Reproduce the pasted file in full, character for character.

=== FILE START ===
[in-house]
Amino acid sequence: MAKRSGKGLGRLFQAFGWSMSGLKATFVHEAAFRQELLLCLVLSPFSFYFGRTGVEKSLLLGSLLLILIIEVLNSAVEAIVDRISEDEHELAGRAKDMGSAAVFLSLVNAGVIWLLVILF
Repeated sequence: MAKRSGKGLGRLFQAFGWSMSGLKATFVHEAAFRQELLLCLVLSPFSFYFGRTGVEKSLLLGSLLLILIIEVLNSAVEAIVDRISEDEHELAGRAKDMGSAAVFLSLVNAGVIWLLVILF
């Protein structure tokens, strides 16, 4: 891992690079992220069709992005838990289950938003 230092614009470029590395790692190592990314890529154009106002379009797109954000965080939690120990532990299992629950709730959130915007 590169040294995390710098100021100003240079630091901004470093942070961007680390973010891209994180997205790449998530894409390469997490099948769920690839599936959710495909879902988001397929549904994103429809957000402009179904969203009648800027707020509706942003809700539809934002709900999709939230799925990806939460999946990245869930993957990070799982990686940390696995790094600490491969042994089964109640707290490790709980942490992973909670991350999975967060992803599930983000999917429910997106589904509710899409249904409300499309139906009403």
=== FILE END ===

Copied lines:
[in-house]
Amino acid sequence: MAKRSGKGLGRLFQAFGWSMSGLKATFVHEAAFRQELLLCLVLSPFSFYFGRTGVEKSLLLGSLLLILIIEVLNSAVEAIVDRISEDEHELAGRAKDMGSAAVFLSLVNAGVIWLLVILF
Repeated sequence: MAKRSGKGLGRLFQAFGWSMSGLKATFVHEAAFRQELLLCLVLSPFSFYFGRTGVEKSLLLGSLLLILIIEVLNSAVEAIVDRISEDEHELAGRAKDMGSAAVFLSLVNAGVIWLLVILF
């Protein structure tokens, strides 16, 4: 891992690079992220069709992005838990289950938003 230092614009470029590395790692190592990314890529154009106002379009797109954000965080939690120990532990299992629950709730959130915007 590169040294995390710098100021100003240079630091901004470093942070961007680390973010891209994180997205790449998530894409390469997490099948769920690839599936959710495909879902988001397929549904994103429809957000402009179904969203009648800027707020509706942003809700539809934002709900999709939230799925990806939460999946990245869930993957990070799982990686940390696995790094600490491969042994089964109640707290490790709980942490992973909670991350999975967060992803599930983000999917429910997106589904509710899409249904409300499309139906009403």